May 15th, 2008

Durham Cathedral

We had lunch in a pub in Osmotherley (Yorkshire has the most wonderful place names- Saxon, Viking) then went on to Mount Grace Priory, where we spent the afternoon. As you may have gathered, I like Mount Grace a lot. After the Reformation, part of the front range of the Priory became a private house and that 's still there and still has a roof over it- a harmonious blend of medieval, Tudor and Victorian. The gardens are very pretty. There's a big pond- which may once have been the Priory fish pond.- which was full of thousands and thousands of tadpoles. 

Then we carried on to our hotel- which is in Washington, a village with links to the family of the first president.

Next morning we drove into Durham. 

Cathedrals are all different. You'd think a thousand years of similar use would have ironed out the wrinkles and they'd all feel very much the same- but they don't. Some of them leave me cold. Hereford for instance. Durham on the other hand moves me deeply. It's one of those buildings. It's Romanesque- but bigger than any Romanesque building has any right to be. The art books go on and on about how the Gothic style allowed medieval architects to build up and up- it's an art historical cliche- but not yet possessing the pointed arch doesn't seem to have inhibited the man who designed Durham. I climbed the central tower and about three quarters of the way up I was having visions of being carried down again on a stretcher- or in a wooden box. First the pain, then the raw naked fear of being on a level with the birds- and only a thin, high wall of pierced and fretted stone between myself and the abyss. It was a horrible experience and I'd hate to have missed it. 

Durham cathedral is also a fortress. There is a castle in the city, but the cathedral dwarfs it. These were the badlands once- Scots to the north, Vikings to the east, bold, bad barons challenging the king- and the Bishops of Durham were also warlords- with the title of "Prince". Their cathedral is an affirmation- of the power of the church, of the power of civilisation, of the power of faith. 

Huge, massive, craggy, patriarchal- I'm weighing up adjectives to describe how it feels- but the one I keep coming back to is northern. I don't mean northern in the sense of ice and snow and white bears, I mean northern as in rocks and heather and bare, rolling hills. Not ultra-northern, not hyperborean, but northern enough to make a Roman shiver. The Romans are all over this part of England. As Robert Graves more or less said, the Empire was most intensely the Empire in its rind. Durham is only a few miles south of the wall. By which I mean THE WALL. Hadrian's- the wall at the end of the world.  For hundreds of years after the legions left the locals were using Roman stones- filched from Roman buildings- with Roman carving on them- to construct their hovels. Durham cathedral is the sort of building the Romans would have eventually got round to making if they'd never gone away.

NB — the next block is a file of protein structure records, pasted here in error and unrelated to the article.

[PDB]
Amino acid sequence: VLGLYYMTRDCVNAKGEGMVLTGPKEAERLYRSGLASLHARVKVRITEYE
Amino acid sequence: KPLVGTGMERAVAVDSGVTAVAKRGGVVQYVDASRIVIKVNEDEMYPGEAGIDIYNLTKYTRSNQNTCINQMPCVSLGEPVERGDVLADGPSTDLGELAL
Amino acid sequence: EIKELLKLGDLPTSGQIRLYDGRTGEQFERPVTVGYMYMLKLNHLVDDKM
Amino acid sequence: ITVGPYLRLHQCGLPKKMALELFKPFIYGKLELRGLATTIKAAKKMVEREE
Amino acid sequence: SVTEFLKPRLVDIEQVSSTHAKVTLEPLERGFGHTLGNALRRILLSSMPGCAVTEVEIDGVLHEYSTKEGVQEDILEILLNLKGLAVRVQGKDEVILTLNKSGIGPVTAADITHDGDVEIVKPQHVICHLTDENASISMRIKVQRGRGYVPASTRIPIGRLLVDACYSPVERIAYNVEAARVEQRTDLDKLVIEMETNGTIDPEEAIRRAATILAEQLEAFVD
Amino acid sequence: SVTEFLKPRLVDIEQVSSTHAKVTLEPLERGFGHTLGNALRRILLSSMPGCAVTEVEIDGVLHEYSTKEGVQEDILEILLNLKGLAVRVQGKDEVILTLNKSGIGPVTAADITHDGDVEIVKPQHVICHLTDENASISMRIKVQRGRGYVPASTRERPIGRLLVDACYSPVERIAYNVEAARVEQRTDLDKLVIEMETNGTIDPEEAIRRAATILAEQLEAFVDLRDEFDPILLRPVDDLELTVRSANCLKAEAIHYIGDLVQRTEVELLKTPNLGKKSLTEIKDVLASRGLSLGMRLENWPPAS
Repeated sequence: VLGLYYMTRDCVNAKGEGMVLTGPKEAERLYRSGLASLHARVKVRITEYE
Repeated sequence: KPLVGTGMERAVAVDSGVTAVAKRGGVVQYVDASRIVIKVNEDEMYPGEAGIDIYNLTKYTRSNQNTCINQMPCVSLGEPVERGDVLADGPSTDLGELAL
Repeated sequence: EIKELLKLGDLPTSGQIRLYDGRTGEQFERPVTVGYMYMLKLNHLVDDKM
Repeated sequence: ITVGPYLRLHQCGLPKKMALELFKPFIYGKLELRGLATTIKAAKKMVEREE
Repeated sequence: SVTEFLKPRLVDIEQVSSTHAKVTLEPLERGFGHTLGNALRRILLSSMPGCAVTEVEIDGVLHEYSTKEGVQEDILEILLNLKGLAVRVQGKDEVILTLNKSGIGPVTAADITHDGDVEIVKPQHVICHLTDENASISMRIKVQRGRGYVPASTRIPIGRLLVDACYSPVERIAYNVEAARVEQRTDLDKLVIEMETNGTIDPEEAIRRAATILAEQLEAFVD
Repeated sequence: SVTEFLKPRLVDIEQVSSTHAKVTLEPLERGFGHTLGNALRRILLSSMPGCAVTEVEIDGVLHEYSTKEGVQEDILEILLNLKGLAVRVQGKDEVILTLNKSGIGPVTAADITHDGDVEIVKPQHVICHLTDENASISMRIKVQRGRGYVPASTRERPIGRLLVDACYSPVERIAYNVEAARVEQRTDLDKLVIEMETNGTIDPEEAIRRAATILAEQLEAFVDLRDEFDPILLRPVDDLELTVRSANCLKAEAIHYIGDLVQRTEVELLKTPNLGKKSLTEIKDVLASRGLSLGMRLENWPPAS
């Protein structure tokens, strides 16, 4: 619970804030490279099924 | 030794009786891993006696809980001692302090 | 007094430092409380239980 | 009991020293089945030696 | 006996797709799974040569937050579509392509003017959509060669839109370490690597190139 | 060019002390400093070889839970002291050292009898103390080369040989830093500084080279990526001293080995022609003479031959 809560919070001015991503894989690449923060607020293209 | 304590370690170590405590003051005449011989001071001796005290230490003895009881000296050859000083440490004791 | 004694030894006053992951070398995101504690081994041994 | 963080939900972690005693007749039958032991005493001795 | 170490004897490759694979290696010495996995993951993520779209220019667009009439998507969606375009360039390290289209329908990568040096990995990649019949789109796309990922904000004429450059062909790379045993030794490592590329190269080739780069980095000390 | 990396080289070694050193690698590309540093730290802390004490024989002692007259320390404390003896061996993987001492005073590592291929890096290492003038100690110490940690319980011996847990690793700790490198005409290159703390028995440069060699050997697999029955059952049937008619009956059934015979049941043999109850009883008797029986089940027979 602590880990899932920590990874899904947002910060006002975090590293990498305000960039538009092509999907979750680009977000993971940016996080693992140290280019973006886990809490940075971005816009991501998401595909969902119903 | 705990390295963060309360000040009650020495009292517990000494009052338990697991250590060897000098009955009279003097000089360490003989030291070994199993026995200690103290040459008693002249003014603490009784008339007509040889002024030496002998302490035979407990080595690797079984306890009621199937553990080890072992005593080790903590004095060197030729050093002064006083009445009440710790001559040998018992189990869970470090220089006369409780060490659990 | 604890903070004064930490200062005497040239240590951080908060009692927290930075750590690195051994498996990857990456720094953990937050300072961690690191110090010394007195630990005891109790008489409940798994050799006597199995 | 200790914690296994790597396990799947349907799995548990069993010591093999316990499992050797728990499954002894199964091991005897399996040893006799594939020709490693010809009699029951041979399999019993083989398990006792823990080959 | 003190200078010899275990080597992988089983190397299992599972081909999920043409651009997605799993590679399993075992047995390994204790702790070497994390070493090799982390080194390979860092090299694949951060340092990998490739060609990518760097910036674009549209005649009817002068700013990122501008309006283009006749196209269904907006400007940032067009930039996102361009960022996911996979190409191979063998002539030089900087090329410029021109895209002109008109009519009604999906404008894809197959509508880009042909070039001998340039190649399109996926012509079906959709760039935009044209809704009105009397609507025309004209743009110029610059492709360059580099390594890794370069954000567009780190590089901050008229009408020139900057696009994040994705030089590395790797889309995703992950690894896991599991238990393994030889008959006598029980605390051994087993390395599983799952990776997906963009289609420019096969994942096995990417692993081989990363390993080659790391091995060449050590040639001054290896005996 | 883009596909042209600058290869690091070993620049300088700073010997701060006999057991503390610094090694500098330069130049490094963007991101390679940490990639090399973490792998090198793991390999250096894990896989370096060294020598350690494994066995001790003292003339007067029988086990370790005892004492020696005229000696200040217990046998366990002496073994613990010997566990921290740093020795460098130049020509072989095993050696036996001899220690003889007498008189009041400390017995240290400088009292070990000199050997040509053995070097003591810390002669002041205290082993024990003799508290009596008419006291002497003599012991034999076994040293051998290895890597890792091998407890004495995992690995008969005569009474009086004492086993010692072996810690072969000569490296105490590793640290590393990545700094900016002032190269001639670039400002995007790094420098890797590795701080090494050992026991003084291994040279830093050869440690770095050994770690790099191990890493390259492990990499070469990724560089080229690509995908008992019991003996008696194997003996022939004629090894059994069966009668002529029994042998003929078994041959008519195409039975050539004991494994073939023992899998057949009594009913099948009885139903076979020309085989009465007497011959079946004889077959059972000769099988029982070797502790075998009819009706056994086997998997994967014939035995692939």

Prince Bishop

 

Prince Bishop

 

The Church is an Ark

Full- as with birds and beasts- of the souls of men,

Which are tiresome to deal with even in friendly weather,

And this church in particular is an Ark that rides a storm-

Poised above the hollow of a wave.

Swords have been drawn here, heads and hands hacked off,

Manhoods cut away

To fall with a squiggle and a slither-

And the power of the king is a long long, way down south.

In a place like this, then, it is all to the good

For the guiding hand of the father to be weathered and notched

And a little heavy in its application.

Love is not necessarily douce.  

Can you think what it took

Through forty days of rain and forty nights of rain,

The under decks awash,

The unsaved bobbing by like white bellied fish

Adrift on the swell, to carry such a cargo-

Yip yip, yah yah, squawk squawk, go the souls-

All without loss to landfall under the rainbow?


Medieval Durham had the status of a County Palatine- and functioned as a quasi-independent city state under the rule of its Bishop,who bore- though never officially- the title of Prince.